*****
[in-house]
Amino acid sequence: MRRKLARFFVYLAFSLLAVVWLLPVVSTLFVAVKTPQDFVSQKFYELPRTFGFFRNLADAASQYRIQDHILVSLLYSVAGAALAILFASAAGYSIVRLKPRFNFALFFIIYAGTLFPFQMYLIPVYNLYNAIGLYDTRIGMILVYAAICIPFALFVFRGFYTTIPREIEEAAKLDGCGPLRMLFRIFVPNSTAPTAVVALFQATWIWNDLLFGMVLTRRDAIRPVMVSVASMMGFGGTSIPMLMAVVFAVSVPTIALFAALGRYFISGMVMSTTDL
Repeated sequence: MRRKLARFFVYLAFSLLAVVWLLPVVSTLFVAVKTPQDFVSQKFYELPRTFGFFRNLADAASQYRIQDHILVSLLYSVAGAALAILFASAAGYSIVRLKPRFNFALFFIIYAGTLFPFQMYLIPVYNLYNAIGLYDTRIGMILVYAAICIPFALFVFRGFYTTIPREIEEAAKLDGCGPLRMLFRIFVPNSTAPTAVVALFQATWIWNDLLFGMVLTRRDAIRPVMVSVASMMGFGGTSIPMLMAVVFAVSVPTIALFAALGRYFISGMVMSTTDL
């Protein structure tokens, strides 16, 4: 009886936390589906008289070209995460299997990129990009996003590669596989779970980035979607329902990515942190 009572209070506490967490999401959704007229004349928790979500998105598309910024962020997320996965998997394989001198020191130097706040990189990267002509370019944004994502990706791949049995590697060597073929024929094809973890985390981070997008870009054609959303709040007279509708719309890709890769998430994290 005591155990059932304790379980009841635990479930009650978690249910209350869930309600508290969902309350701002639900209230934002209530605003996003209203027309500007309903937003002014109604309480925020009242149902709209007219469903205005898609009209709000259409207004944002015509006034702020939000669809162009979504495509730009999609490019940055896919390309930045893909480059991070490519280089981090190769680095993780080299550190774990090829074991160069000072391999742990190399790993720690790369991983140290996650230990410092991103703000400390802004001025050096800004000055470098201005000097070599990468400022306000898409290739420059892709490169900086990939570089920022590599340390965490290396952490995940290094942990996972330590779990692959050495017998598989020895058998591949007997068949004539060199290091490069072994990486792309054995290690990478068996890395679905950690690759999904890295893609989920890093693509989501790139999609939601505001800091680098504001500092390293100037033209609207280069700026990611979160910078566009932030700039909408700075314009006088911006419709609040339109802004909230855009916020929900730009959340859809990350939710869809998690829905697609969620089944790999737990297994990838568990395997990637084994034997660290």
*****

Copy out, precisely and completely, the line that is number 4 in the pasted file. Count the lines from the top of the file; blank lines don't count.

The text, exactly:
């Protein structure tokens, strides 16, 4: 009886936390589906008289070209995460299997990129990009996003590669596989779970980035979607329902990515942190 009572209070506490967490999401959704007229004349928790979500998105598309910024962020997320996965998997394989001198020191130097706040990189990267002509370019944004994502990706791949049995590697060597073929024929094809973890985390981070997008870009054609959303709040007279509708719309890709890769998430994290 005591155990059932304790379980009841635990479930009650978690249910209350869930309600508290969902309350701002639900209230934002209530605003996003209203027309500007309903937003002014109604309480925020009242149902709209007219469903205005898609009209709000259409207004944002015509006034702020939000669809162009979504495509730009999609490019940055896919390309930045893909480059991070490519280089981090190769680095993780080299550190774990090829074991160069000072391999742990190399790993720690790369991983140290996650230990410092991103703000400390802004001025050096800004000055470098201005000097070599990468400022306000898409290739420059892709490169900086990939570089920022590599340390965490290396952490995940290094942990996972330590779990692959050495017998598989020895058998591949007997068949004539060199290091490069072994990486792309054995290690990478068996890395679905950690690759999904890295893609989920890093693509989501790139999609939601505001800091680098504001500092390293100037033209609207280069700026990611979160910078566009932030700039909408700075314009006088911006419709609040339109802004909230855009916020929900730009959340859809990350939710869809998690829905697609969620089944790999737990297994990838568990395997990637084994034997660290």